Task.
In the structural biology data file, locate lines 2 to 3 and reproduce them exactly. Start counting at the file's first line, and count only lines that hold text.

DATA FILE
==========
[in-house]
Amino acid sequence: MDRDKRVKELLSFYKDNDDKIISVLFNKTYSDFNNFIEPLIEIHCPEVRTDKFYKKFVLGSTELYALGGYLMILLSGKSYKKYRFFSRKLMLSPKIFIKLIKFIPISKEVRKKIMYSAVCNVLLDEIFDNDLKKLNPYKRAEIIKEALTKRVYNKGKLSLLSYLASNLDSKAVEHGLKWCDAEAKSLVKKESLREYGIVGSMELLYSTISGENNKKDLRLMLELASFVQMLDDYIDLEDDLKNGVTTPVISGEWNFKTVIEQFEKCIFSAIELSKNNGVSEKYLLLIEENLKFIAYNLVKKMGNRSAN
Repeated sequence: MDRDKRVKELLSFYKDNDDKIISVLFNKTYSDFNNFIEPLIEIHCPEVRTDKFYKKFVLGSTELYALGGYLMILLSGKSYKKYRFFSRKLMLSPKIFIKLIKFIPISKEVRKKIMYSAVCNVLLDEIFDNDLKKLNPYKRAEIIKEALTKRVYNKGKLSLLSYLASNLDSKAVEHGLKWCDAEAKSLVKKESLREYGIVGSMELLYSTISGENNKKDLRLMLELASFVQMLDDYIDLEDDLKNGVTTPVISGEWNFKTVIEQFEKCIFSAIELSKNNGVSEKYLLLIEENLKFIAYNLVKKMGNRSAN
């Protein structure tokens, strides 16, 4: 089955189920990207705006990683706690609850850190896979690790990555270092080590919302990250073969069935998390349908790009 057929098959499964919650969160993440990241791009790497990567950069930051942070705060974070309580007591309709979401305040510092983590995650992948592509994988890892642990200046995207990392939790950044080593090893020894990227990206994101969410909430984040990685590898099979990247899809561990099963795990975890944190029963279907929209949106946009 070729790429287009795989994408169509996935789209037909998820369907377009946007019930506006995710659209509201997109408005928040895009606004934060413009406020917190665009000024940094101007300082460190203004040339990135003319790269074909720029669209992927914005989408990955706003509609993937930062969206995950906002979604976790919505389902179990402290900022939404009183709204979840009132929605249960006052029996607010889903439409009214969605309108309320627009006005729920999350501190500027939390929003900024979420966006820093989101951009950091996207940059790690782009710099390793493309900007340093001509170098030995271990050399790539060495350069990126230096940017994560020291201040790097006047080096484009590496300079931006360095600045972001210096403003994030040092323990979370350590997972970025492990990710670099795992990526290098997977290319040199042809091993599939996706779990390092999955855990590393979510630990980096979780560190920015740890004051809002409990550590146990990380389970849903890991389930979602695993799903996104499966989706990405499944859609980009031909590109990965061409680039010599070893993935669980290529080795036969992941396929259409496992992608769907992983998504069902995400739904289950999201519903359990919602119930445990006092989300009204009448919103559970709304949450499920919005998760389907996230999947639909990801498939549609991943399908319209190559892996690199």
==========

Amino acid sequence: MDRDKRVKELLSFYKDNDDKIISVLFNKTYSDFNNFIEPLIEIHCPEVRTDKFYKKFVLGSTELYALGGYLMILLSGKSYKKYRFFSRKLMLSPKIFIKLIKFIPISKEVRKKIMYSAVCNVLLDEIFDNDLKKLNPYKRAEIIKEALTKRVYNKGKLSLLSYLASNLDSKAVEHGLKWCDAEAKSLVKKESLREYGIVGSMELLYSTISGENNKKDLRLMLELASFVQMLDDYIDLEDDLKNGVTTPVISGEWNFKTVIEQFEKCIFSAIELSKNNGVSEKYLLLIEENLKFIAYNLVKKMGNRSAN
Repeated sequence: MDRDKRVKELLSFYKDNDDKIISVLFNKTYSDFNNFIEPLIEIHCPEVRTDKFYKKFVLGSTELYALGGYLMILLSGKSYKKYRFFSRKLMLSPKIFIKLIKFIPISKEVRKKIMYSAVCNVLLDEIFDNDLKKLNPYKRAEIIKEALTKRVYNKGKLSLLSYLASNLDSKAVEHGLKWCDAEAKSLVKKESLREYGIVGSMELLYSTISGENNKKDLRLMLELASFVQMLDDYIDLEDDLKNGVTTPVISGEWNFKTVIEQFEKCIFSAIELSKNNGVSEKYLLLIEENLKFIAYNLVKKMGNRSAN